Wolves have returned to the Okanagan and the B.C. government believes populations are resilient enough to sustain open season hunting.
Wolves were extirpated from much of B.C. due to extreme efforts in the first half of the 20th century to exterminate them. Recognition of their role in balancing predator-prey systems has since encouraged policies to restore wolves to their former range, and the number of wolves in the Okanagan is believed to have grown to around 75-100 individuals over the last 30 years.
Despite concern from ranchers about predation on livestock, a manager with the Fish, Wildlife and Habitat Management Branch says the relaxed hunting regulations are geared at expanding recreational hunting opportunities, not mitigating attacks on domesticated animals.
"Many regions in B.C. now have viable populations, and because of that there is an opportunity for recreational hunting of wolves," Jeff Morgan says.
Formerly, it was illegal to kill wolves unless they were attacking livestock on private property. Even then, the property owner had to prove the wolf was causing harm, and was required to report the kill.
Under the new rules, up to three wolves can be shot or trapped without the need for justification between Sept. 10 and June 15 on one's own property or on Crown land with a regular hunting or trapping license for residents of B.C.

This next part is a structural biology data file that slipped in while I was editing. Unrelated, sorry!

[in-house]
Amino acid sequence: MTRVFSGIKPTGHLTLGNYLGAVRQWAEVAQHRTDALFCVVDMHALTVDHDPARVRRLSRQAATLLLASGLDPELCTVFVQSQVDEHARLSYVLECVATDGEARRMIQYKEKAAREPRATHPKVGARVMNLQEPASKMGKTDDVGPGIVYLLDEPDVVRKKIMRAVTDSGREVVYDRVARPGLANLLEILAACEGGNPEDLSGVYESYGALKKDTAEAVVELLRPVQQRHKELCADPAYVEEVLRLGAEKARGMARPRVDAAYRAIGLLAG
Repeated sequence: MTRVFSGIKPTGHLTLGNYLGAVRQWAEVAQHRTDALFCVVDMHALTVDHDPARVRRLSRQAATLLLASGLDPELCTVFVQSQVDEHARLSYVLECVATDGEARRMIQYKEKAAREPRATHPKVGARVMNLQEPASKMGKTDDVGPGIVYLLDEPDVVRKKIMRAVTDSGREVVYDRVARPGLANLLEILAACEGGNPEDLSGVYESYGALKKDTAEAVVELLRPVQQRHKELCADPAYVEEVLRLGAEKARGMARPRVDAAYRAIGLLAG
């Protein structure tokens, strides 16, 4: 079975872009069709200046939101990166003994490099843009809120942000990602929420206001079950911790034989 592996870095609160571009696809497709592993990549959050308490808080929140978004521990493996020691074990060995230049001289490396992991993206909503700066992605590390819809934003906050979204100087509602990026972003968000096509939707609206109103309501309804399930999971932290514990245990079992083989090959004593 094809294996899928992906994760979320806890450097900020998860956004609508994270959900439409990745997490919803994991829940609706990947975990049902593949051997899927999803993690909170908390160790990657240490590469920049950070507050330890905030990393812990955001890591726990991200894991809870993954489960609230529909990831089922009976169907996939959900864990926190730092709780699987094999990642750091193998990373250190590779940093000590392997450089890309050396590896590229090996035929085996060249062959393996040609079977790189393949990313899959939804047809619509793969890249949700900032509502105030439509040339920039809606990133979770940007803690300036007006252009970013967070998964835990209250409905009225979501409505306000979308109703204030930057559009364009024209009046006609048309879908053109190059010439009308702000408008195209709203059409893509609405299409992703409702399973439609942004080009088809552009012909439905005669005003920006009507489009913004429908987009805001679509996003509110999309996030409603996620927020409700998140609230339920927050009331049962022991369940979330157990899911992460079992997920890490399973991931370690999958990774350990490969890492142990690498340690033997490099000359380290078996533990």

A special species tag is required for non-B.C. residents.
While Morgan can't comment on the breadth of the wolf pelt industry, he says pelts are why hunters would take down wolves. He says wolf pelts have a low value, and as such, hunting and trapping for that purpose is unlikely to get out of hand.
"I think people will choose to hunt wolves opportunistically if they encounter them while tracking something else."
Morgan says the impetus for legalizing wolf hunts was the reality that populations were rising in the Okanagan.
"It was recognized there was a surplus of wolves here," Morgan says, noting wolves can withstand harvests of 34% and still maintain themselves.
He says a series of mild winters caused deer and moose populations to balloon, and the high density of prey attracted wolves to the area.
"Wolves can play an ecological role influencing prey populations," Morgan says, adding that role is being considered in a new draft management plan.
He says the goal isn't to diminish the wolf population, but to make use of it for recreational purposes.
"Wolves are very wily," he says. "They're not easy to catch." The fact they are largely nocturnal and live in heavily forested areas makes them a challenge to catch, he says.
"We don't know what the harvest rate will be," he says, noting rules may be modified based on continual ground research.
He says the government's decisions on wolf management are based on the mixed interests of various stakeholders, from the B.C. Trappers Association, to livestock producers, to environmentalists.
While the Okanagan has a three wolf limit, the North Thompson region has no restrictions.